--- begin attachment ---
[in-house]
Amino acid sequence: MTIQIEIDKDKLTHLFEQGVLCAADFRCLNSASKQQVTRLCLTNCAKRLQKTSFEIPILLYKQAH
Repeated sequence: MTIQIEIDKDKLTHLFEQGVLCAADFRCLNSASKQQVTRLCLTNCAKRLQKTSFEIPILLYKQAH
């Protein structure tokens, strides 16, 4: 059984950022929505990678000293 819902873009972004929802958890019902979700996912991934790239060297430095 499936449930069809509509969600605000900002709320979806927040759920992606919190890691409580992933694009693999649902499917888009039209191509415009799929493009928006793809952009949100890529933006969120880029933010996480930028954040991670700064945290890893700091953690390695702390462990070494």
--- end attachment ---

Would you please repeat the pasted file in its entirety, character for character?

[in-house]
Amino acid sequence: MTIQIEIDKDKLTHLFEQGVLCAADFRCLNSASKQQVTRLCLTNCAKRLQKTSFEIPILLYKQAH
Repeated sequence: MTIQIEIDKDKLTHLFEQGVLCAADFRCLNSASKQQVTRLCLTNCAKRLQKTSFEIPILLYKQAH
């Protein structure tokens, strides 16, 4: 059984950022929505990678000293 819902873009972004929802958890019902979700996912991934790239060297430095 499936449930069809509509969600605000900002709320979806927040759920992606919190890691409580992933694009693999649902499917888009039209191509415009799929493009928006793809952009949100890529933006969120880029933010996480930028954040991670700064945290890893700091953690390695702390462990070494």